My generation has been described as many things. Lazy, entitled, and self-absorbed aren’t exactly new monikers when it comes to describing the millennial generation, so I’m not surprised when I stumble upon articles bad-mouthing me and my peers on how millennials are ruining everything. I’ve come to expect it—anticipate it, even. But one accusation that I wasn’t prepared for was that we’re industry killers. According to major news outlets like Business Insider, New York Post, Forbes, and more, millennials are basically a generation of heartless, self-absorbed market murderers out for the blood of your favorite industry.
We’re getting into the spirit of it, though (like this Buzzfeed article outlining some of our recent kills with a tinge of satire). Seriously? You’re blaming outdated, failing industries on us? I’m going to quote Thorin McGee of Target Marketing, since I all but stood up and applauded when I read one of his recent articles about millennial “murder”: “If you think an emerging generation of consumers is killing your business, then you probably suck at business, and you had it coming.”
Are You Sure It’s Not Your Fault that Millennials Aren’t Buying?
Businesses that aren’t willing to adapt to consumer needs are not going to survive, regardless of the target market. Those complaining about millennials’ raging, sadistic compulsions to end major industries and crush economies should take a breath and think about who’s really coming off as entitled and lazy in this scenario.
It’s true that, in a era of commerce where the rules are constantly changing, some businesses are failing. But while it’s easy to pin it all on millennials, such accusations don’t hold much water when weighed against the hard facts of today’s economy. Seven in 10 students graduate with debt, owing an average of more than $30,000, and income levels have not increased enough to cover the rising cost of education. About half of all millennials can’t rely on money in their savings accounts for emergency expenses. So can you really blame us for not spending money on mediocrity or products that don’t fit our needs when better options are available?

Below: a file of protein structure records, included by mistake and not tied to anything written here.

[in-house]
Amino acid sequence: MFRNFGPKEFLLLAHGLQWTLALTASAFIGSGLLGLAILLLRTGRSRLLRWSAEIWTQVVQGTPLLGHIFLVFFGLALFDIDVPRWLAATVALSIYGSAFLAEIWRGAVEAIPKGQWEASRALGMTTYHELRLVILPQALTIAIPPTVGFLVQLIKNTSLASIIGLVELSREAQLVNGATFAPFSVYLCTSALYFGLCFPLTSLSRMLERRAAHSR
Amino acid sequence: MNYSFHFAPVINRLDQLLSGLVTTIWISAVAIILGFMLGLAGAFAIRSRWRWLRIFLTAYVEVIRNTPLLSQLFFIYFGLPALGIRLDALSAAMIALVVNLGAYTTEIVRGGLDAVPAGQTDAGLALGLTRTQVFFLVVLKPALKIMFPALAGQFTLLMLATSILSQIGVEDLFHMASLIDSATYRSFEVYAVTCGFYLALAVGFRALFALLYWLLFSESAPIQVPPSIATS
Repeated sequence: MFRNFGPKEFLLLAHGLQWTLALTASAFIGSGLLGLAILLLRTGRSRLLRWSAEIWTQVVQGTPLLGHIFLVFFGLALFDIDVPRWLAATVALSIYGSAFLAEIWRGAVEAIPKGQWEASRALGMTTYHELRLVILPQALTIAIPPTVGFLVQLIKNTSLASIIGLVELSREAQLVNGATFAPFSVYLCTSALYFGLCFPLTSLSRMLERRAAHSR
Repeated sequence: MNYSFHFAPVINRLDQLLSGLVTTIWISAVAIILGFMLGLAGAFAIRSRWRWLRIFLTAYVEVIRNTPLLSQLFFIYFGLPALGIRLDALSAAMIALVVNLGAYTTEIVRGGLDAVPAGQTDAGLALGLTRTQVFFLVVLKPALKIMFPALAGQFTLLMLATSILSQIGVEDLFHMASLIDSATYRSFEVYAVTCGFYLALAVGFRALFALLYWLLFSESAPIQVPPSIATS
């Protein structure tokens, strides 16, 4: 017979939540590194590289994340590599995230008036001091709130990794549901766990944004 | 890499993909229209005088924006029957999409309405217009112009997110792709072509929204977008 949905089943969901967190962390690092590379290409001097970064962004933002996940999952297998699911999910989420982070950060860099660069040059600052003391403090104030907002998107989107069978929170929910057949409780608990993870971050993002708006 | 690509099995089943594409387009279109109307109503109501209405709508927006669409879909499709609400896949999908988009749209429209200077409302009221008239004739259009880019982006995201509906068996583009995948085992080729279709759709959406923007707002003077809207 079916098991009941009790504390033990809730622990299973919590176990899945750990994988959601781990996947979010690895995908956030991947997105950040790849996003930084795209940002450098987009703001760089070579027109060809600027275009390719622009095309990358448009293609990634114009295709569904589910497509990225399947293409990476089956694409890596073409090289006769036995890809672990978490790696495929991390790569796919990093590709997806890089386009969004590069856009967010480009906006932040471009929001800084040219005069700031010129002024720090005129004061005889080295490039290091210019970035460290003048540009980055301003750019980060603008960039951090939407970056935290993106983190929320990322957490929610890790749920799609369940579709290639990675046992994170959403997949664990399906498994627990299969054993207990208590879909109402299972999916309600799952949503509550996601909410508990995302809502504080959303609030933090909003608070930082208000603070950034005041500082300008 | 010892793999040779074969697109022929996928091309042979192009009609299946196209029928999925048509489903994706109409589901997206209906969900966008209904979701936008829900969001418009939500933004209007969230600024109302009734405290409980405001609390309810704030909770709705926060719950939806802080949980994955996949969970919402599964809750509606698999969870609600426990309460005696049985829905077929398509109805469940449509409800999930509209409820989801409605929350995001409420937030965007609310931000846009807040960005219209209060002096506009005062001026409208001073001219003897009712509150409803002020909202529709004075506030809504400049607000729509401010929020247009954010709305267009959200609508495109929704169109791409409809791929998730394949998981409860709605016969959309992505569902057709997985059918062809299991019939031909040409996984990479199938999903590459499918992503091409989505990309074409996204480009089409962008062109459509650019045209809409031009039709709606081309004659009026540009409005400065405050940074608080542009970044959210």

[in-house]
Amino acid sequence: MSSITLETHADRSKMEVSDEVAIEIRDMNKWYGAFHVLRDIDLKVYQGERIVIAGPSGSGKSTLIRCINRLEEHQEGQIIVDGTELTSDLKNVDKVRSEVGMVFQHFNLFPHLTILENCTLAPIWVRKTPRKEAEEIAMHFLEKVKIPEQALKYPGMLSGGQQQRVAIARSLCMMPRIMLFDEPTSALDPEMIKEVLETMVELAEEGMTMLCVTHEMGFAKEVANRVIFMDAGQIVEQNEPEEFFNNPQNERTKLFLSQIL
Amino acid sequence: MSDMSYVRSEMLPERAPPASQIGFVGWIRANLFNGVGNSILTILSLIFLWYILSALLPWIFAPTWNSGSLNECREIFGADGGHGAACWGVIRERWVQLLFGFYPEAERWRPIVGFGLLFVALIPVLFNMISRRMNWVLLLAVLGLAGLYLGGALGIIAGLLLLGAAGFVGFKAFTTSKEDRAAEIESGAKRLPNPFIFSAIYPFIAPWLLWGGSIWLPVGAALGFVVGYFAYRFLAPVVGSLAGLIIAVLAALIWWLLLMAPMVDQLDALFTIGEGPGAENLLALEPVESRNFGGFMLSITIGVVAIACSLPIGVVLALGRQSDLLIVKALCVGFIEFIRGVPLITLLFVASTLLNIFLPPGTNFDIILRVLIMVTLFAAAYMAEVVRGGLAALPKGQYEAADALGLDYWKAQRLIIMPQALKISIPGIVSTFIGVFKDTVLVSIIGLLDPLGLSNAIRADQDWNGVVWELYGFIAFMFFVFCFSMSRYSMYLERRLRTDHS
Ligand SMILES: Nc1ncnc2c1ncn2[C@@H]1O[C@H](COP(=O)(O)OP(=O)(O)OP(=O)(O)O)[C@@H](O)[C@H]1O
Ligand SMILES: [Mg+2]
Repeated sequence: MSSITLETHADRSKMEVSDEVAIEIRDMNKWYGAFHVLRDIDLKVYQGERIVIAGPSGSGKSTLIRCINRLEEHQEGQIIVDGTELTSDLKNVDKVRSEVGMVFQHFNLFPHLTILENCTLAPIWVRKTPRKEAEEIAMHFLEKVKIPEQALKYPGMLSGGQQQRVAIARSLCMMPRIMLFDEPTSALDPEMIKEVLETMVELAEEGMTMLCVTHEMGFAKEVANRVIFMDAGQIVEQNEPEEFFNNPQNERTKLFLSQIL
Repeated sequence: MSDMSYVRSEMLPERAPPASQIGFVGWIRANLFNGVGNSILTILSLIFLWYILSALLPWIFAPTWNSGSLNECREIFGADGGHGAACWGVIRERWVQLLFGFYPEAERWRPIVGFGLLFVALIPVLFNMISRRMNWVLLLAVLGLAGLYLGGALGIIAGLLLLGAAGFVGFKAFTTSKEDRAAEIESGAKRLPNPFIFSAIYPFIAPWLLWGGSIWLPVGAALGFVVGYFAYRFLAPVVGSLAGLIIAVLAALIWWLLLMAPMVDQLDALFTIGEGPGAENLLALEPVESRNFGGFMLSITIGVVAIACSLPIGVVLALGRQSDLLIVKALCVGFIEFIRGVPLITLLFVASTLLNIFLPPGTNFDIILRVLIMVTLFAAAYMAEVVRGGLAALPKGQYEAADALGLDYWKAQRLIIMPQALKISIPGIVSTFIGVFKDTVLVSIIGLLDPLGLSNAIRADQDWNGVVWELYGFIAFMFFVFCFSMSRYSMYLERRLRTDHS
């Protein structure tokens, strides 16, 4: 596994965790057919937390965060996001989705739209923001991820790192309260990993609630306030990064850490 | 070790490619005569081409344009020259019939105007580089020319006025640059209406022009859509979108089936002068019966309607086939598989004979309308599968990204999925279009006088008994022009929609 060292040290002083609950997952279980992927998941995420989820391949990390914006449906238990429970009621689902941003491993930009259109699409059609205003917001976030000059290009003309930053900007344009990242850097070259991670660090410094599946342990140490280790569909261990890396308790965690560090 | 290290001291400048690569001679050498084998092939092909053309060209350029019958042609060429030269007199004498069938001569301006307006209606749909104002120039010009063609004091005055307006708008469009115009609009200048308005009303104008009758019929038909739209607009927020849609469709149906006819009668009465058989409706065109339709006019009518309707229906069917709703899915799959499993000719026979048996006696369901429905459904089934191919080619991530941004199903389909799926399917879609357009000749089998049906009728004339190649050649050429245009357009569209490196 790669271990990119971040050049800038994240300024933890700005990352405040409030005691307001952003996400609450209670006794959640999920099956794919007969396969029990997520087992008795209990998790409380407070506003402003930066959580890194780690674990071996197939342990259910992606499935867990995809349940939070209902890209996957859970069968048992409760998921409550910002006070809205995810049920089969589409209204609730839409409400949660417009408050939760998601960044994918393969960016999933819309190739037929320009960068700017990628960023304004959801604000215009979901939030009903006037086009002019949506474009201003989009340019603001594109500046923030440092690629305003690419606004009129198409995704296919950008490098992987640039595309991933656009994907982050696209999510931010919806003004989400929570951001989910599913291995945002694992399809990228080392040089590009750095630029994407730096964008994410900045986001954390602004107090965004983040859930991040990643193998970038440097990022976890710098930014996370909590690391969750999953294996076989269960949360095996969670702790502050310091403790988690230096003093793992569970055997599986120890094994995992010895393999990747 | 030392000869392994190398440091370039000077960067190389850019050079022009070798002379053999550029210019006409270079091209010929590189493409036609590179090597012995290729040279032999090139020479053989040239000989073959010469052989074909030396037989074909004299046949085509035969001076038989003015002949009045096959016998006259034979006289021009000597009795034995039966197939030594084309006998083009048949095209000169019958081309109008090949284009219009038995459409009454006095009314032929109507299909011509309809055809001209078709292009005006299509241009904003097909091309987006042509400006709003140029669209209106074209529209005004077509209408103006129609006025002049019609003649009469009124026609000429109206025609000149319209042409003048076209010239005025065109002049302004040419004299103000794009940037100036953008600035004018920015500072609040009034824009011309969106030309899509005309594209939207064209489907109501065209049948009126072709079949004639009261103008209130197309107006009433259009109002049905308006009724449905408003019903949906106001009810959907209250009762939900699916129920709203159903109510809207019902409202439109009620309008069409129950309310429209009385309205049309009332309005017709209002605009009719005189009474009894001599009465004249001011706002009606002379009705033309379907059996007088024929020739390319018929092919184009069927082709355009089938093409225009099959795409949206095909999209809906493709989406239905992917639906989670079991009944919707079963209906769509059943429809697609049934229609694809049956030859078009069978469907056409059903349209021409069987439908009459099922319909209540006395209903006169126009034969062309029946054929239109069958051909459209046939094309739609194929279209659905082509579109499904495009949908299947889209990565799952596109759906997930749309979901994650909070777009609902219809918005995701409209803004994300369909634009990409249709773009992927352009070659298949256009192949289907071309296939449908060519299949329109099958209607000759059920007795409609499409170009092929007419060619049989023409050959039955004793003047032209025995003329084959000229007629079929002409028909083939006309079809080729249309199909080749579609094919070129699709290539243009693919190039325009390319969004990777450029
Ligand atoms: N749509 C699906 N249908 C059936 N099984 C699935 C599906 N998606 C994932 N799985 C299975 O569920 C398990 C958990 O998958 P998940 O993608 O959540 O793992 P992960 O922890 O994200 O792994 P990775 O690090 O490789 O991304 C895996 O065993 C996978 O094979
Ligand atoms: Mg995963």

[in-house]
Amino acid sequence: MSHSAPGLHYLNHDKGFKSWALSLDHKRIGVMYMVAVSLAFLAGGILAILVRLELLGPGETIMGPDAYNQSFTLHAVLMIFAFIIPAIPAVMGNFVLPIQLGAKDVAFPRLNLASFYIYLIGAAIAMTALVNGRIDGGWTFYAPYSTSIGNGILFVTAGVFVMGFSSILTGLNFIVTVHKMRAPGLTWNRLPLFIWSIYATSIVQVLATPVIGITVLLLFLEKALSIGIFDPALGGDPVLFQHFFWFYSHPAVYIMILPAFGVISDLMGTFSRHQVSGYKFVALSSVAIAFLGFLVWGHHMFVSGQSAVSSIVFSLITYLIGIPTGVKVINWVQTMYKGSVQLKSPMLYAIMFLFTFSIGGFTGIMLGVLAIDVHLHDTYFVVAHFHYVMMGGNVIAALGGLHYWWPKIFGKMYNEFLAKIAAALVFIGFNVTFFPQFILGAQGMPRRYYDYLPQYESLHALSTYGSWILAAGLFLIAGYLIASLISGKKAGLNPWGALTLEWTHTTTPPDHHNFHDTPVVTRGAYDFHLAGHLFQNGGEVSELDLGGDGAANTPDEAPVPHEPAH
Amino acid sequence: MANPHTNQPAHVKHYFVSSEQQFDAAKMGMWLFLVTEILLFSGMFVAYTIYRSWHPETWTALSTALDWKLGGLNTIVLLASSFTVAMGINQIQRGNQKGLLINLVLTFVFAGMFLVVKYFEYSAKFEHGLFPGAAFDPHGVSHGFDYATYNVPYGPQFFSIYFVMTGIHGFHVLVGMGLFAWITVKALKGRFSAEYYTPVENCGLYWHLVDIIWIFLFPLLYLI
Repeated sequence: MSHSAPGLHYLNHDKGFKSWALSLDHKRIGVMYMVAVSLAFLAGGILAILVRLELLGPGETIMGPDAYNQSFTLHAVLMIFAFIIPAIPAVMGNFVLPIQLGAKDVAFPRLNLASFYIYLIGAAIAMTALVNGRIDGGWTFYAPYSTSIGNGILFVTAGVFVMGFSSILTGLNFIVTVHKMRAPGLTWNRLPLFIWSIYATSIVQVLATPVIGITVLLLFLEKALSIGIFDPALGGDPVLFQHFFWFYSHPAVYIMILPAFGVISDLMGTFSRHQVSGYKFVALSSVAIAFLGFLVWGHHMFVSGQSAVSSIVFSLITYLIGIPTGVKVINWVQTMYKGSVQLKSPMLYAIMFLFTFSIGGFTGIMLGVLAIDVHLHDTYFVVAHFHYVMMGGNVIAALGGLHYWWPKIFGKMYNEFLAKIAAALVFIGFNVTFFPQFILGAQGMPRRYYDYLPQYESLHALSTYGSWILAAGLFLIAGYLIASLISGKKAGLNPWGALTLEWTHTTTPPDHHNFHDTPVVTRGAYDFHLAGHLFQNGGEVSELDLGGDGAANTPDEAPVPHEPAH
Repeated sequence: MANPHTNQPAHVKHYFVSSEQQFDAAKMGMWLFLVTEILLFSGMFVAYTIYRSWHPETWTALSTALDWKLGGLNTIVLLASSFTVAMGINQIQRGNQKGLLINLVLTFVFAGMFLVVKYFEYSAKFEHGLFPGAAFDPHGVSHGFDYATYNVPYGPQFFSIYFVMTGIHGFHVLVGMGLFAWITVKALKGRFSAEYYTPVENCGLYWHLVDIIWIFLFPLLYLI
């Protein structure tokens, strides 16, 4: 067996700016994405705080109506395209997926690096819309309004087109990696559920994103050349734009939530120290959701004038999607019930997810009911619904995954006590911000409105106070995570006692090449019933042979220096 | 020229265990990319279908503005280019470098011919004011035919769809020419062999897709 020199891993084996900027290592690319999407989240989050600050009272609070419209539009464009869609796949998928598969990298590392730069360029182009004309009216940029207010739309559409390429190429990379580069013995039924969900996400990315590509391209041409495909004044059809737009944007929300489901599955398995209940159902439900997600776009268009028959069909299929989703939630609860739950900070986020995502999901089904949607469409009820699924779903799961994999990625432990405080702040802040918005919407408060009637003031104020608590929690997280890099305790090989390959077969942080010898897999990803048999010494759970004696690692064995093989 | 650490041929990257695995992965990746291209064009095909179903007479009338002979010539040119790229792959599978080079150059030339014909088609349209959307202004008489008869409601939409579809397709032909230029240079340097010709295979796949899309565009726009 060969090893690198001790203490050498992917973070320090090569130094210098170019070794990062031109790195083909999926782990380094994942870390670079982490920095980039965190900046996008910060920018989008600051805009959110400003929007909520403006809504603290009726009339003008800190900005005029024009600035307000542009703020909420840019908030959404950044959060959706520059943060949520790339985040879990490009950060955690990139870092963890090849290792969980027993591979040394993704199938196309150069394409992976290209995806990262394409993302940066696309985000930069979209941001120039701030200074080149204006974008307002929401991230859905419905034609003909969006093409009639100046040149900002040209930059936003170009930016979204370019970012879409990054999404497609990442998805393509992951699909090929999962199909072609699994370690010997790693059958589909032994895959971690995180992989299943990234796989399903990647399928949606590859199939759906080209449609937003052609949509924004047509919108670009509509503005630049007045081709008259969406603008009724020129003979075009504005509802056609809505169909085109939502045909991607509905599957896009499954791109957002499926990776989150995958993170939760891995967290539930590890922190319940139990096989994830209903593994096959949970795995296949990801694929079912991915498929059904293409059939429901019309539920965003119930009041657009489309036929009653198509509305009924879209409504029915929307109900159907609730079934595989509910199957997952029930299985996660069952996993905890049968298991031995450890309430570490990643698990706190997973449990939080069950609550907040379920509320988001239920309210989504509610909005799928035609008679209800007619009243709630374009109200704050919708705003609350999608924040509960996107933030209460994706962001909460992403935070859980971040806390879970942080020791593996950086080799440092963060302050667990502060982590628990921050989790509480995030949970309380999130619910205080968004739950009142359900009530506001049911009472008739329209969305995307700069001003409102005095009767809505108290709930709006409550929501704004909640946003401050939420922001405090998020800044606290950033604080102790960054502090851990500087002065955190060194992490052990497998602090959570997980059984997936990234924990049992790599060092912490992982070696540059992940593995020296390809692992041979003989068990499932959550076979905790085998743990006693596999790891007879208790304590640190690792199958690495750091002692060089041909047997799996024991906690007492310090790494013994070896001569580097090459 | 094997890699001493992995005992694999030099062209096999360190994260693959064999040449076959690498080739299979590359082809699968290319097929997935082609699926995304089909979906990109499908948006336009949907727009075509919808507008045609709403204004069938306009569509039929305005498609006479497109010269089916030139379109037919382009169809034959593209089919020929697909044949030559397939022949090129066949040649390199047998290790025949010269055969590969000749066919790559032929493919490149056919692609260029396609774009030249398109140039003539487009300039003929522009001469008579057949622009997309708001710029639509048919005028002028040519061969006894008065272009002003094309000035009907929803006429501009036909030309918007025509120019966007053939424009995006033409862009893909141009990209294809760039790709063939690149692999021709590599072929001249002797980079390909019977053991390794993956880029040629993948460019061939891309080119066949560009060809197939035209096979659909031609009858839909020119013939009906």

Honestly, it’s a rough situation for everyone. I understand how my not purchasing a home impacts a slew of industries and negatively effects my local economy, but I can’t afford to get guacamole on my burrito, much less invest in real estate. Granted, homes are a big expense, but even pocket change becomes precious when you’re living paycheck to paycheck.
Demonstrate Real Value to Millennials to Earn Loyalty
Millennials are careful with their money, and we’re cautious of where we invest it. A majority of us were going off to college or entering the workforce when the recession hit, and we saw just how quickly the economy can tank and fortunes can turn. We’re reluctant to trust banks and stocks, and we rarely invest in large purchases. We watched our parents suffer the economic downfall. Living with the stark truths that having an education won’t necessarily get you a job and that a 9-to-5 job might not be enough to keep you housed and fed are enough to make anyone wary.
Cut us some slack; we’re not trying to be vicious. We don’t have monthly meetings via Facebook Live where we vote on which American institution we want to destroy next. We just want a product that meets our needs and service that delivers on our expectations—does that really make us any more entitled or industry-killers than other generations?
Reaching millennials doesn’t have to be a horror story. Pick up a free compilation of our best blogs on marketing to millennials, featuring heavy hitters from IWCO Direct’s strategy and creative pros, right here.
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